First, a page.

In some parts of the world, the history in this book is contested, so it was very important to me to be as historically accurate as possible. It took me seven years to write this novel. I’m not exaggerating when I say that I probably read every history book ever written on the subject, including a few books from denialists. I have a masters in History from UCI [University of California at Irvine] and whenever possible I referenced primary sources, things like diaries, letters, ledgers, etc. I also took a trip to the interior of Turkey, where the book takes place, and spent time in a small village where they still burn cow dung for fuel. It was like walking into a time warp. Great for my research.

How long did you work on the book?

It took me seven years to write it and another year to find an agent. She sold it on the first round within a week of signing me.

orhans-inheritance-paperback

What is the key to blending the history and politics of something like the Armenian genocide with a story so that the two are in balance?

Writing a book like this, with two time periods and several characters whose story spans eighty years, is like weaving a tapestry. What matters most is the characters and their story. I only included history that impacted my main characters in a direct and personal way.

I love the fact that Orhan is a photographer who has experienced a form of photographer’s block but learns how to see again — but differently — from his encounters with Seda and Ani. It has stayed with me as one of the central “images” of the novel. Can you explain the genesis of this idea and how you wove it into his character development?

I have an affinity toward people who make art in whatever medium. They are my tribe. Making him a photographer reduced the psychic distance between us. I tend to place a high value on people who choose art over everything else in their lives. With Orhan, I got to experience what it felt like to turn one’s back on one’s art. It wasn’t just a block, but a voluntary distancing of himself from his art. I wanted to explore the personal consequences of that, not just to him but to his family and community. Making art is hard, but the alternative can be devastating too, if one has the ability, sight, calling, whatever you want to call it.

I was particularly intrigued by the question that arises late in the book when Orhan is forced to confront the issue of identity. Is he a Turk of the past or the present, or a global citizen of the present and future? How is he supposed to live his life in light of these questions? I imagine that is a question that has been (and is still) faced by Germans and the new generation of Serbians and some Rwandans, etc. How do you view the issue of collective guilt?

It’s so true, and this book was #1 in Serbia I think precisely because that society is still dealing with those questions. As a novelist, I don’t propose any answers to the question of collective guilt. Instead, I ask the question and let my characters answer it for themselves. There have been major shifts in identity formation as a result of our global connectedness, via the internet, speed and ease of travel, etc., but in some ways, the more things change, the more they stay the same. Our world is still suffering from violence born of nationalism, racism and sexism. Collective guilt is different from personal, individual guilt and has to be acknowledged by the nation-state. In the case of Turkey, that state has a deep history of denial and oppression of basic human rights.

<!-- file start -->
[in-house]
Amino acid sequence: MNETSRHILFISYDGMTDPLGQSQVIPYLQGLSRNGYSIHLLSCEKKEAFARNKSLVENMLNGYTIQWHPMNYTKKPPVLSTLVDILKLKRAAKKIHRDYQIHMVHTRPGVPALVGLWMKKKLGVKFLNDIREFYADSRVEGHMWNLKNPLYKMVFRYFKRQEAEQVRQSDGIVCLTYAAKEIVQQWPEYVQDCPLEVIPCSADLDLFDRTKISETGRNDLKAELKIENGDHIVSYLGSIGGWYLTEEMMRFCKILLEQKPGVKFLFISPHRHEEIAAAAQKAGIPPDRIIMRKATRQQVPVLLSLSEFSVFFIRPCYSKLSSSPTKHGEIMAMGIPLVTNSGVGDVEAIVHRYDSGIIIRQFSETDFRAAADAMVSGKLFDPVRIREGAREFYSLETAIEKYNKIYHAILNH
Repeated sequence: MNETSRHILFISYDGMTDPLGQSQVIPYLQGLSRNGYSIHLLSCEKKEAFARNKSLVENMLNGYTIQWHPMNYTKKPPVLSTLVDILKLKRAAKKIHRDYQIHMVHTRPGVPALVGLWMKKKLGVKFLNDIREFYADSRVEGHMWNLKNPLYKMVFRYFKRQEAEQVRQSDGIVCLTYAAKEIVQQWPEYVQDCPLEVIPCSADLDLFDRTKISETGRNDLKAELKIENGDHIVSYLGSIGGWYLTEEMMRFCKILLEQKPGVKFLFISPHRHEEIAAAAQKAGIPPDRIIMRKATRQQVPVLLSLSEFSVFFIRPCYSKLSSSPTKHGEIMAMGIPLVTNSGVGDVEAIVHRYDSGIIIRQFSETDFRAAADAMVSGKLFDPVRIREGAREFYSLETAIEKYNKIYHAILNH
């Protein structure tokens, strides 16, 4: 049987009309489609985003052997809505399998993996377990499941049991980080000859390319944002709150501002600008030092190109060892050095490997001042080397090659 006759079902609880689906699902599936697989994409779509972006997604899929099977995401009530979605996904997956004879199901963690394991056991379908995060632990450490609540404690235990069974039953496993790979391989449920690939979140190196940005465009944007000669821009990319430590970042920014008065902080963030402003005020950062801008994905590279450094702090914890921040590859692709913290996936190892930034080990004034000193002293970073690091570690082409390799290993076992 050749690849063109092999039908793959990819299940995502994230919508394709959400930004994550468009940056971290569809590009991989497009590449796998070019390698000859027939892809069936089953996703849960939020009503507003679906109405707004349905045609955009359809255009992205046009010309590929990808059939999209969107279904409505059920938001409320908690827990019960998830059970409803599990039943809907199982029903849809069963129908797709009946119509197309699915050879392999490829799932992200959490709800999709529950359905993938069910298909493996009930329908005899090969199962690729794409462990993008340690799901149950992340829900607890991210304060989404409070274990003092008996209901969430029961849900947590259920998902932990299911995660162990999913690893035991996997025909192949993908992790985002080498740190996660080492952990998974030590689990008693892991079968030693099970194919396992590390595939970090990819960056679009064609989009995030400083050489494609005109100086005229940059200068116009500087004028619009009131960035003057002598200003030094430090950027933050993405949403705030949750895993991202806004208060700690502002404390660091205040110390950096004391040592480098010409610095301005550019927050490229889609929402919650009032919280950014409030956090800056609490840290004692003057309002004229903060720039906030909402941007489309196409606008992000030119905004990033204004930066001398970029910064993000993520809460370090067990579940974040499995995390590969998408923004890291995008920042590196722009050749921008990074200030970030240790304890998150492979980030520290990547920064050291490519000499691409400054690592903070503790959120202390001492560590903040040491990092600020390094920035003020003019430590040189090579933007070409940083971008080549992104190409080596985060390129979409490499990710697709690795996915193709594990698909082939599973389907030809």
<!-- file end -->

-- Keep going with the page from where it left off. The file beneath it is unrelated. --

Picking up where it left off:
I was also moved by Ani’s sentiment that “Remembering is all we have in the face of denial. Silence is the enemy of justice.” What role does fiction have in this “remembering”?

I think great art can also bear witness. Here I’m thinking of the work of Arundhati Roy, Louise Erdrich, Edward P. Jones and others. Those are the writers I admire the most, the ones who can tell you a heart-wrenching story and inadvertently teach you about history and its power structures. There’s a great quote by Toni Morison that goes, “All of that art-for-art’s-sake stuff is BS,” she declares. “What are these people talking about? Are you really telling me that Shakespeare and Aeschylus weren’t writing about kings? All good art is political! There is none that isn’t. And the ones that try hard not to be political are political by saying, ‘We love the status quo.’”

I’m curious about whether Orhan’s Inheritance has been well received by the Jewish community (if you know). I would imagine the concept of “transgenerational grief” would resonate among those who are descendants of the Holocaust, both literally and figuratively. Your description of Armenian loss having existed for generations “like something precious, in every syllable of language taught in Saturday schools, and in the smell of dishes, and in the lament of songs” rings very true for me. It’s universal.